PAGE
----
On March 6, 2019, the Commodity Futures Trading Commission (CFTC) issued an Enforcement Advisory that applies to companies and individuals not registered with the CFTC that voluntarily disclose violations of the Commodities Exchange Act (CEA) “involving foreign corrupt practices.”  Companies and individuals that voluntarily disclose such violations and fully cooperate with the CFTC will presumptively receive a recommendation of a resolution without civil monetary penalty as long as there are no aggravating circumstances. 

Aggravating circumstances involve the nature of the offender and the seriousness of the offense.  In determining the existence of such circumstances, the Enforcement Division “will consider, among other things, whether: executive or senior level management of the company was involved; the misconduct was pervasive within the company; or the company or individual has previously engaged in similar misconduct.”

Similar to the DOJ Corporate Enforcement Policy, this new CFTC policy contains a catch – while they may recommend no civil monetary penalty, the Enforcement Division “would still require payment of all disgorgement, forfeiture, and/or restitution resulting from the misconduct at issue.”  So your voluntary disclosure is going to cost you something.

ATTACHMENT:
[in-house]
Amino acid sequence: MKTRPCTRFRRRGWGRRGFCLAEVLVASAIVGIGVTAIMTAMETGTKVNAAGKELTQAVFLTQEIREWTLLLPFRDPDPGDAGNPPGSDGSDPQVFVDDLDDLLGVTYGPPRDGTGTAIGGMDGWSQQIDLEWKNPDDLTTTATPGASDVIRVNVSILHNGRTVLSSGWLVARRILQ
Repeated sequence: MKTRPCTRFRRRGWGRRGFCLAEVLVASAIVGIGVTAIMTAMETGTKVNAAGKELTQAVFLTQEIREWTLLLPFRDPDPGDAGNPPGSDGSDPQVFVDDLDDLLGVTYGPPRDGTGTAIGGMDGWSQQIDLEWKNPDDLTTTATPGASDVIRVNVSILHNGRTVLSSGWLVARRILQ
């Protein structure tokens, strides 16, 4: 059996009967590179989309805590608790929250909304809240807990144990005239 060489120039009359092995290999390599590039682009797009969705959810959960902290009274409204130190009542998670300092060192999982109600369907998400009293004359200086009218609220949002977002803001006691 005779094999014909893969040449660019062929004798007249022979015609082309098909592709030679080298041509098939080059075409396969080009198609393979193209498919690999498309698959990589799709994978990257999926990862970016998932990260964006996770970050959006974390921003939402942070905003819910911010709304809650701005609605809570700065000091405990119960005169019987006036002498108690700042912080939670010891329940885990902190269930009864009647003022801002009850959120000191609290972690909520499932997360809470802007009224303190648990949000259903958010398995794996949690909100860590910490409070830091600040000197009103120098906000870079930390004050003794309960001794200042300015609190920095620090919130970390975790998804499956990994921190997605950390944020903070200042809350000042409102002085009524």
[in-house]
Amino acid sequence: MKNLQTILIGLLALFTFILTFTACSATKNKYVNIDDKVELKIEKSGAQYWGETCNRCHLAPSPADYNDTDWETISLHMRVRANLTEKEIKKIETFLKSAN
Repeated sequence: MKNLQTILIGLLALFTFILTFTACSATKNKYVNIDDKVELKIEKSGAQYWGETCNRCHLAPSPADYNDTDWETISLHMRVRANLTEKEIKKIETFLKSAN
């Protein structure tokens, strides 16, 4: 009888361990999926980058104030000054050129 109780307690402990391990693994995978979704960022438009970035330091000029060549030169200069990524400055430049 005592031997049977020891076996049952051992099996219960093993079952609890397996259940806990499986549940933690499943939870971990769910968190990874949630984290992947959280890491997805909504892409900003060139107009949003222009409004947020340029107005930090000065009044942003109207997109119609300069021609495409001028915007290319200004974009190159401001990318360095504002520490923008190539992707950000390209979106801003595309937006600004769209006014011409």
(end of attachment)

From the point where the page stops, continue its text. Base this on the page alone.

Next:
It is not clear why the CFTC issued this advisory.  The Head of the Enforcement Division, James McDonald, stated that foreign corrupt activities potentially constitute fraud, manipulation or false reporting under the CEA.  In particular, McDonald gave the following scenarios:

“Bribes might be employed, for example, to secure business in connection with regulated activities like trading, advising, or dealing in swaps or derivatives.  Corrupt practices might be used to manipulate benchmarks that serve as the basis for related derivatives contracts. Prices that are the product of corruption might be falsely reported to benchmarks. Or corrupt practices in any number of forms might alter the prices in commodity markets that drive U.S. derivatives prices.”

All those situations, however, would likely be covered by a DOJ or SEC investigation into such conduct.  And McDonald noted that they would be working as a team with other enforcement agencies, domestic and foreign, and that they would not “pile on” in terms of disgorgement, forfeiture and restitution.  Thus, it appears that CFTC is trying to get a piece of the pie for any FCPA settlements that may involve the markets it regulates. 

On the heels of a $2 million award the CFTC issued to a whistleblower earlier in the week, McDonald noted  in his policy announcement that the CFTC’s Whistleblower Program and encouraged people to come forward with information of violations to be eligible for a potential award.  He further noted that they had open investigations into such conduct. 

This is another potential source of an investigation into a financial services company’s business, and another reason to review your compliance programs to ensure that they are up-to-date and functioning properly.  The Investigations, Financial Regulation and White Collar team at BCLP can help you do so.